Campaign donations also allow individuals to affect elections that are happening far from where they live. For example, you can contribute for a candidate who is running a campaign in another area or even another state, if you feel strongly about the outcome of that election. With data science, these super-donors can be targeted for additional fundraising efforts.

Managing Campaign Spending with Data Science

Collecting donations is only part of the challenge of managing a campaign. Spending those donations in an effective and efficient manner is another matter. But here too, big data analysis can help.

A modern election campaign spends millions of dollars in television advertising, radio spots, print ads, billboards, flyers, and other advertising. To know where this spending is going to have the most impact, campaigns use data science to analyze a variety of factors that enables them to reach the right voters with the right message at the right time.

According to the news magazine Politico, Hillary Clinton’s 2016 campaign used data to determine “where almost every dollar of Clinton’s more than $60 million in television ads was spent during the primary.”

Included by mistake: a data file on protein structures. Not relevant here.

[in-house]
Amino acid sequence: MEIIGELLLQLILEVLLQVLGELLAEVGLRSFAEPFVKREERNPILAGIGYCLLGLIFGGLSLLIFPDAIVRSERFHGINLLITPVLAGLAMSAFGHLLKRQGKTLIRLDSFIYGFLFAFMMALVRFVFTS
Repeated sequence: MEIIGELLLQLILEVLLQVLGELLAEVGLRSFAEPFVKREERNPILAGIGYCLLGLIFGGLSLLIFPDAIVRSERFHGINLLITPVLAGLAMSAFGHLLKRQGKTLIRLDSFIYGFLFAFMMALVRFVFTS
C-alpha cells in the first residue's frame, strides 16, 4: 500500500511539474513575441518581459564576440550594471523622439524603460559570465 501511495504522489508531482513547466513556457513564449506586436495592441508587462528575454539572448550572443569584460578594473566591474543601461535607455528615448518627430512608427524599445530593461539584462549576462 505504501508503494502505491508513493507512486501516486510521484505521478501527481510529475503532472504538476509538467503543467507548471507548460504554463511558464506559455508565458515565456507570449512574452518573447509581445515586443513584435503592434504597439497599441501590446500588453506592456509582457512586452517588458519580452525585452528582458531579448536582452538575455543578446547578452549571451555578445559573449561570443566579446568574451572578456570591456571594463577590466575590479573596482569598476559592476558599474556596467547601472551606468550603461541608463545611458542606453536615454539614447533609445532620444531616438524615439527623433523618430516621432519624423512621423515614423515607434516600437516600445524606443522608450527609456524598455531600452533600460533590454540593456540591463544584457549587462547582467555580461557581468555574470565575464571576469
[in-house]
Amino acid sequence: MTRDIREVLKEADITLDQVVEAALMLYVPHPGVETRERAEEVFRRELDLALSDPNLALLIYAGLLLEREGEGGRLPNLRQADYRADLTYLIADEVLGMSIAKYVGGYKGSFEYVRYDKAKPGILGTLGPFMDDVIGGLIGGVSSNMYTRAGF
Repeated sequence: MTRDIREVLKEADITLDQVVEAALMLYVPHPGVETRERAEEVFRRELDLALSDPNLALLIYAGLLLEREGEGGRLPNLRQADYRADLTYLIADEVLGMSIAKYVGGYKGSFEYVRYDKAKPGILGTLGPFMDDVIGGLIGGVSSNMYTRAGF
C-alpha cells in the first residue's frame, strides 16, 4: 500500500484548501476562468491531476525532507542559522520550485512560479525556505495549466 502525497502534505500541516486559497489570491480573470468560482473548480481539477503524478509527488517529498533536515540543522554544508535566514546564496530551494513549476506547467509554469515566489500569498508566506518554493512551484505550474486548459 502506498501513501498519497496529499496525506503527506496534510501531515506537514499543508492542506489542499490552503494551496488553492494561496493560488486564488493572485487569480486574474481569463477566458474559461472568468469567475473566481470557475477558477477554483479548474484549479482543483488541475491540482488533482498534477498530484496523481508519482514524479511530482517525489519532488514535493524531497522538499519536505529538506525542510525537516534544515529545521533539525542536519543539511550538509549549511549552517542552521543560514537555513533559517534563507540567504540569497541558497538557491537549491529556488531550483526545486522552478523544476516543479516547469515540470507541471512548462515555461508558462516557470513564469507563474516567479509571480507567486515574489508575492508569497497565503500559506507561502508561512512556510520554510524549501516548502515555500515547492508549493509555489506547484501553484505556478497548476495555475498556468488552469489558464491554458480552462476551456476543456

The campaign used demographic data and other information to determine whether a voter would be most receptive to a phone call, a flyer or mailer, an in-person visit, or some other form of campaigning. By using data in this way, campaigns can avoid wasting money on ineffective or unnecessary advertising, and have a better chance of reaching someone who is receptive.

The Influence of Data Science in Elections by SoloLearn

Organizing Campaigns with Data Science

Modern presidential campaigns are made up of thousands of volunteers and paid staffers operating in nearly every state. Again, this is a place where organization and smart use of data can make a huge difference in efficiency and effectiveness.

One way that campaigns use data science to organize their efforts is to decide how to staff different offices across the country. In states with more competitive races, forecasts and models can be used to estimate how and where additional resources can be used best.

Campaigns also need volunteers. Here too, data science can be used to locate and attract those who are most likely to sign up to volunteer. These are typically those who are most interested in the issues supported by the candidate, and who have the time and resources to devote to it.

The Problem with Too Much Data

Some commentators felt that Clinton’s campaign relied too heavily on data -- or at least drew the wrong conclusions from it. It’s good to keep in mind that an algorithm is only as good as the data you feed it, and the results of data analysis and the conclusions that are drawn from it are often two different things.